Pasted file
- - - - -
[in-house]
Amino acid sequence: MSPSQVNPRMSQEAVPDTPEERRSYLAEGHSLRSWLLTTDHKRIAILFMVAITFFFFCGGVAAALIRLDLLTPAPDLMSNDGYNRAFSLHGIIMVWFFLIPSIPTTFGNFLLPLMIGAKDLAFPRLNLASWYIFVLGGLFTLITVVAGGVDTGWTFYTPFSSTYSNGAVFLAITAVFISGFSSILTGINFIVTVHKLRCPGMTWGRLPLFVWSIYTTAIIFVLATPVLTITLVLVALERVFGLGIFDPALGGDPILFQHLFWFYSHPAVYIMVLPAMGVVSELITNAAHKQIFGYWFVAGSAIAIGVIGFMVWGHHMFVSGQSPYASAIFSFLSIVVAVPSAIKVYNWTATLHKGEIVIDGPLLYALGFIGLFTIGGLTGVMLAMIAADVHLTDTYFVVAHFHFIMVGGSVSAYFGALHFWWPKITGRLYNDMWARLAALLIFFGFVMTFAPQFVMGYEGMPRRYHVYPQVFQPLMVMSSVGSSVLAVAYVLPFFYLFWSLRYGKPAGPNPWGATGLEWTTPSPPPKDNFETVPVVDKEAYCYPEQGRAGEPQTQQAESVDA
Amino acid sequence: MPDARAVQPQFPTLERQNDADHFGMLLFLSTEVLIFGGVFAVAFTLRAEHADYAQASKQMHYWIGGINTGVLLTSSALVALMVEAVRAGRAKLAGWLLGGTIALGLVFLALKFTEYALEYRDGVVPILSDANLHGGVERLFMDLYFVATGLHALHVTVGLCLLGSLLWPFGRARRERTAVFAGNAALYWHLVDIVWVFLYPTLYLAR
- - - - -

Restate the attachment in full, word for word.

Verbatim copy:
[in-house]
Amino acid sequence: MSPSQVNPRMSQEAVPDTPEERRSYLAEGHSLRSWLLTTDHKRIAILFMVAITFFFFCGGVAAALIRLDLLTPAPDLMSNDGYNRAFSLHGIIMVWFFLIPSIPTTFGNFLLPLMIGAKDLAFPRLNLASWYIFVLGGLFTLITVVAGGVDTGWTFYTPFSSTYSNGAVFLAITAVFISGFSSILTGINFIVTVHKLRCPGMTWGRLPLFVWSIYTTAIIFVLATPVLTITLVLVALERVFGLGIFDPALGGDPILFQHLFWFYSHPAVYIMVLPAMGVVSELITNAAHKQIFGYWFVAGSAIAIGVIGFMVWGHHMFVSGQSPYASAIFSFLSIVVAVPSAIKVYNWTATLHKGEIVIDGPLLYALGFIGLFTIGGLTGVMLAMIAADVHLTDTYFVVAHFHFIMVGGSVSAYFGALHFWWPKITGRLYNDMWARLAALLIFFGFVMTFAPQFVMGYEGMPRRYHVYPQVFQPLMVMSSVGSSVLAVAYVLPFFYLFWSLRYGKPAGPNPWGATGLEWTTPSPPPKDNFETVPVVDKEAYCYPEQGRAGEPQTQQAESVDA
Amino acid sequence: MPDARAVQPQFPTLERQNDADHFGMLLFLSTEVLIFGGVFAVAFTLRAEHADYAQASKQMHYWIGGINTGVLLTSSALVALMVEAVRAGRAKLAGWLLGGTIALGLVFLALKFTEYALEYRDGVVPILSDANLHGGVERLFMDLYFVATGLHALHVTVGLCLLGSLLWPFGRARRERTAVFAGNAALYWHLVDIVWVFLYPTLYLAR